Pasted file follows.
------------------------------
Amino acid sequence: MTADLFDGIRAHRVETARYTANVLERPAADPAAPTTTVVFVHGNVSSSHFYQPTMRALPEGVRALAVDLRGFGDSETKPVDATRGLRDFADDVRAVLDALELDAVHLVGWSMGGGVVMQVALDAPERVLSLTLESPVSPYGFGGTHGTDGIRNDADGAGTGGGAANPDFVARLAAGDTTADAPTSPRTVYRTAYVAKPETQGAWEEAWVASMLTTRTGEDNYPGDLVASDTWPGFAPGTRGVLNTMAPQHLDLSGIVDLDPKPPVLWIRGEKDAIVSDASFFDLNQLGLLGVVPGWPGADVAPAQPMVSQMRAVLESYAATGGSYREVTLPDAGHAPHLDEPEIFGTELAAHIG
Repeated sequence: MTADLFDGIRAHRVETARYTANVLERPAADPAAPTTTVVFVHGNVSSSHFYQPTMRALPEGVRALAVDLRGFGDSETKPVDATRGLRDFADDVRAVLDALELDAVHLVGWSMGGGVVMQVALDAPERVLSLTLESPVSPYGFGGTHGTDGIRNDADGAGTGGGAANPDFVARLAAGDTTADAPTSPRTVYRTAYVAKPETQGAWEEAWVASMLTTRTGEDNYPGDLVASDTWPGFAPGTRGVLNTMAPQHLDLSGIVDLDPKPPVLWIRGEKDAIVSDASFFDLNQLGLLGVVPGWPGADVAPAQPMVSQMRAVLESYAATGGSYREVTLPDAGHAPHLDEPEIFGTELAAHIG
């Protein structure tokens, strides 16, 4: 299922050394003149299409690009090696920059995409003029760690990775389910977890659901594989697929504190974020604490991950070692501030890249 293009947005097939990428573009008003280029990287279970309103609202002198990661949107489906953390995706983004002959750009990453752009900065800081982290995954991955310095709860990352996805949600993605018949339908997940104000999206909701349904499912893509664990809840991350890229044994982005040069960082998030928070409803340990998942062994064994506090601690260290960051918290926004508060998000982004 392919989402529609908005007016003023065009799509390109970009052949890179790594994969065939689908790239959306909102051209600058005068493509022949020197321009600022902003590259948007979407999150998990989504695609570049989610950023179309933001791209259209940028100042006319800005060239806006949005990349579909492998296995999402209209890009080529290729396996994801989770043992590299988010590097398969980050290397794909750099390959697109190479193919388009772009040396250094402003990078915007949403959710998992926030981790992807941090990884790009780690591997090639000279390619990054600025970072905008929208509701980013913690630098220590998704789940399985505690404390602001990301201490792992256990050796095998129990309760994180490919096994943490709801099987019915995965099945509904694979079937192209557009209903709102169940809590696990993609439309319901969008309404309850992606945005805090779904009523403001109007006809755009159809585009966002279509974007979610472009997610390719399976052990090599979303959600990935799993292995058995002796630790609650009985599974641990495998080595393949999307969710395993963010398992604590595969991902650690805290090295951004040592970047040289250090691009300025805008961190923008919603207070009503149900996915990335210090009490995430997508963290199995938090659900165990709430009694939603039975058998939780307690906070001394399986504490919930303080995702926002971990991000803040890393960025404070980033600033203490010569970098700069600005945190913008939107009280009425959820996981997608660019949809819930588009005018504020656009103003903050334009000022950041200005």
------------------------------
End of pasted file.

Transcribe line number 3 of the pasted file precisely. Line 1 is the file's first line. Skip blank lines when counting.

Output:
């Protein structure tokens, strides 16, 4: 299922050394003149299409690009090696920059995409003029760690990775389910977890659901594989697929504190974020604490991950070692501030890249 293009947005097939990428573009008003280029990287279970309103609202002198990661949107489906953390995706983004002959750009990453752009900065800081982290995954991955310095709860990352996805949600993605018949339908997940104000999206909701349904499912893509664990809840991350890229044994982005040069960082998030928070409803340990998942062994064994506090601690260290960051918290926004508060998000982004 392919989402529609908005007016003023065009799509390109970009052949890179790594994969065939689908790239959306909102051209600058005068493509022949020197321009600022902003590259948007979407999150998990989504695609570049989610950023179309933001791209259209940028100042006319800005060239806006949005990349579909492998296995999402209209890009080529290729396996994801989770043992590299988010590097398969980050290397794909750099390959697109190479193919388009772009040396250094402003990078915007949403959710998992926030981790992807941090990884790009780690591997090639000279390619990054600025970072905008929208509701980013913690630098220590998704789940399985505690404390602001990301201490792992256990050796095998129990309760994180490919096994943490709801099987019915995965099945509904694979079937192209557009209903709102169940809590696990993609439309319901969008309404309850992606945005805090779904009523403001109007006809755009159809585009966002279509974007979610472009997610390719399976052990090599979303959600990935799993292995058995002796630790609650009985599974641990495998080595393949999307969710395993963010398992604590595969991902650690805290090295951004040592970047040289250090691009300025805008961190923008919603207070009503149900996915990335210090009490995430997508963290199995938090659900165990709430009694939603039975058998939780307690906070001394399986504490919930303080995702926002971990991000803040890393960025404070980033600033203490010569970098700069600005945190913008939107009280009425959820996981997608660019949809819930588009005018504020656009103003903050334009000022950041200005």